This will be Craig’s third entry into YEN; last year his Zulu crop recorded a total yield of 13.1t/ha, achieving 77% of the grain’s potential yield.
Participants into the YEN receive a full set of metrics on the performance of the entrant’s crop, which they can then compare with other YEN crop entries. Craig finds this a very valuable exercise and also an opportunity to discuss learnings with other growers.
The reports also help growers optimise their grain quality, for example Craig identified from the grain analysis in the first year’s report that there was not enough sulphur in the fertiliser, which he then adjusted last year.
He also highlights that because of the competition, he has a greater appreciation of the importance of organic matter (OM) in the soil. Analysis shows his farm has a good level of organic matter in its soils, which he attributes to 20 years of following a strong rotation and his cultivation strategy. He min-tills two years in a row for winter oilseed rape, and follows by first wheat, and then ploughs for spring barley.
“When we started to follow this approach, we were not thinking of organic matter, so it was interesting to learn that we are helping our land, and this gave us a real confidence boost.”
LG Spotlight stood out in Craig’s on-farm trials last year. “Excellent yields of 11.32t/ha, superb grain quality and Hagberg from the large plots, highlighted LG Spotlight as a serious contender, “explains Craig.
He picks the top three varieties grown in his trials, growing 15-20ha of each, and the following year, the highest yielding one is grown across the whole of the farm.
On this basis, he drilled 15ha of LG Spotlight between the 28-30th October, into a field of medium to heavy loam, using a seed rate of 200kg/ha. “It was really wet by then, and my agronomist wasn’t sure if I should go ahead and drill, but we persevered, and the LG Spotlight didn’t let us down. Its vigour and ability to get away was astounding – a very valuable attribute, when conditions were as challenging as they were last autumn,” he says.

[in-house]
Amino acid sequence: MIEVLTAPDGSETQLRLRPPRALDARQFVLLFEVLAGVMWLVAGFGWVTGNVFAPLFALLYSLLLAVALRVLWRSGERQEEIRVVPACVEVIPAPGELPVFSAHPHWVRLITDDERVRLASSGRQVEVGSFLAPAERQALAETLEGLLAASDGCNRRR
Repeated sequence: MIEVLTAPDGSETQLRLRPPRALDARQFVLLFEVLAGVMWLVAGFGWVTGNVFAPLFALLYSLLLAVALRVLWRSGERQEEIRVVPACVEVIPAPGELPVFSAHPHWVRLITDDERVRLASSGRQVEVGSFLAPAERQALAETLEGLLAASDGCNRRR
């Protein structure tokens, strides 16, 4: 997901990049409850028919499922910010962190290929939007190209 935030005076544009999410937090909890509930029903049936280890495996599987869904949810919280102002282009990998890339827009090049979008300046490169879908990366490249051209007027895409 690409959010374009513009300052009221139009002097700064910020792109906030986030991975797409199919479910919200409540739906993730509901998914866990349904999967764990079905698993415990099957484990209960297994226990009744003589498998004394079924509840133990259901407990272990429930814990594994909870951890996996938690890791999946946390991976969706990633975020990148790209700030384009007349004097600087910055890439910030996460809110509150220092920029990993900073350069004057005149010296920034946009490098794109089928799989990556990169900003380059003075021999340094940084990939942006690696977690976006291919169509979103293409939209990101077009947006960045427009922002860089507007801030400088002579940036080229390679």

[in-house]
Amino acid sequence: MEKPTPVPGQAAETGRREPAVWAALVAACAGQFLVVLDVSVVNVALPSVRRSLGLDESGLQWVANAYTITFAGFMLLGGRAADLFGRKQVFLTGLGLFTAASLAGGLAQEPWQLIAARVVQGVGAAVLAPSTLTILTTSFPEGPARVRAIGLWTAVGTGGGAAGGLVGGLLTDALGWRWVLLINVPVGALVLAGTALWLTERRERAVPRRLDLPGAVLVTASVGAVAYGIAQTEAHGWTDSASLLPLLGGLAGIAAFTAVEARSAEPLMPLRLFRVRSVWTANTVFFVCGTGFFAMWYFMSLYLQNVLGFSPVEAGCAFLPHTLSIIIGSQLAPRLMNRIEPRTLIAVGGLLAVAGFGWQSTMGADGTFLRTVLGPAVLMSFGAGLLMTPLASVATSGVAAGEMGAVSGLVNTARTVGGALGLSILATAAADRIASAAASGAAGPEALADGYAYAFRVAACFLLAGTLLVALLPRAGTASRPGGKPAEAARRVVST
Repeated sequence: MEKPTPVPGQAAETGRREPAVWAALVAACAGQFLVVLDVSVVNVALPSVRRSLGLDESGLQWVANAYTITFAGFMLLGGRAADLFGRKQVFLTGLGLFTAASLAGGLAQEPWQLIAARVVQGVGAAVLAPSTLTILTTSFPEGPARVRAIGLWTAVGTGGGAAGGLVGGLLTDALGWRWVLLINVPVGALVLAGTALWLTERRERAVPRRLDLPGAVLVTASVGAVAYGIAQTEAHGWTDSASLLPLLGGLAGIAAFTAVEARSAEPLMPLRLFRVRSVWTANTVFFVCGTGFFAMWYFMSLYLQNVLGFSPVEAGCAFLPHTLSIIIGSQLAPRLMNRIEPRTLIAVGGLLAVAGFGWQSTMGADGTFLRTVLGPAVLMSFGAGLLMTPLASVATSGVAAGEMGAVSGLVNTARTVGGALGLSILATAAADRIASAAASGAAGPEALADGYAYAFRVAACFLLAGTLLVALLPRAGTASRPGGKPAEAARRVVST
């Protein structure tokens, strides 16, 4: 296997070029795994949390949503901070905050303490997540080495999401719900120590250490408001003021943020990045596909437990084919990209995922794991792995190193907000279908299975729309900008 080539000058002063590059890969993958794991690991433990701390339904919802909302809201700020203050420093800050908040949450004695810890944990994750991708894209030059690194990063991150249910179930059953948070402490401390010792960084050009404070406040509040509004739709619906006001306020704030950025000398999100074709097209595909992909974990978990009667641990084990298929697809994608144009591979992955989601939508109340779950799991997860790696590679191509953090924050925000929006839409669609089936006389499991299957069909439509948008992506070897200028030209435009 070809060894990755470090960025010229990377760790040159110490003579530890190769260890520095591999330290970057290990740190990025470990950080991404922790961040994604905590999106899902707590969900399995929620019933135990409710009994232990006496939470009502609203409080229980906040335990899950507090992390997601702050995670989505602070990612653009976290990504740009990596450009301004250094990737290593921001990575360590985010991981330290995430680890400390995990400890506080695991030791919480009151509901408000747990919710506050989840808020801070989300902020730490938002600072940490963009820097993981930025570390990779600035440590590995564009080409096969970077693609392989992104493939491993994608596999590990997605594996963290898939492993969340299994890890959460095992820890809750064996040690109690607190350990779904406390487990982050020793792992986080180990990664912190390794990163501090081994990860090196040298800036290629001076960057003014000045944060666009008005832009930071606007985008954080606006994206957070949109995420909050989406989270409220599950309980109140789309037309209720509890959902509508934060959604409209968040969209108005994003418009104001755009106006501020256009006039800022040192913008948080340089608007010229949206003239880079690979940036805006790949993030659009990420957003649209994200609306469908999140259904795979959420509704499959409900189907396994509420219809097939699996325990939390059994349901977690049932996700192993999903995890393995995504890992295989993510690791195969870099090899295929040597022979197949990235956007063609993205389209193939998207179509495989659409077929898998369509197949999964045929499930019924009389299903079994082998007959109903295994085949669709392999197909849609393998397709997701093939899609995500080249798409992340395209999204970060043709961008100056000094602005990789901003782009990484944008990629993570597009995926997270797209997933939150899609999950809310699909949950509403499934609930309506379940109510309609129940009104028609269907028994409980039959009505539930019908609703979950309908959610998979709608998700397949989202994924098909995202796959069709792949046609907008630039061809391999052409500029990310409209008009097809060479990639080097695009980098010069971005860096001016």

Craig has been using variable rate P, K and lime since 2008 and, as part of his normal agronomy strategy, the LG Spotlight received 1750 litres/ha of liquid N in three applications.
To push his crop as hard as possible for the competition, he plans to give it a final dose of foliar spray of N.
The first fungicidal spray was applied at GS31; decisions for the remainder of the spray programme will be made according to the season and disease pressure.
With a good start behind it, the wheat is now looking well with little disease, he reports.
“There’s no doubt LG Spotlight has set a new standard for soft wheat grain quality, its excellent grain quality with a specific weight of 77.9kg/hl, and Hagberg Falling Number (HFN) of 288, whilst also producing high yields, are key to the growing popularity of the variety,” says Douglas Bonn of Nickerson Seeds.
It is this grain characteristic that makes it popular with both growers and the distilling markets, he adds.
Ron Granger, Limagrain’s arable technical manager confirms this; “LG Spotlight has similar physical grain quality characteristics as Group 1 & 2 quality wheats; an unusual combination in a soft wheat.”
He points out that LG Spotlight bucks the trend that soft wheats tend to have a HFN in the low 200’s or below; LG Spotlight with a HFN of 288, is well ahead, and is the highest available of all the soft wheats on the AHDB 2020/21 Recommended List.
“This, combined with the fact it is one of the best varieties available for sprouting resistance on the AHDB RL 2020/21, makes LG Spotlight very different from the rest – giving growers valuable grain characteristics for allowing harvesting flexibility and yield security.”
Craig agrees, pointing out that in a ‘catchy’ season when you have to decide which field to harvest first, the stability of the quality in LG Spotlight means that you can keep it on hold for a few days, which helps spread your risk and workload.
Similar to Istabraq, LG Spotlight performs well in a second wheat position. This position in the rotation requires a variety to have exceptional grain quality, and the ability to perform under less than ideal conditions, he says.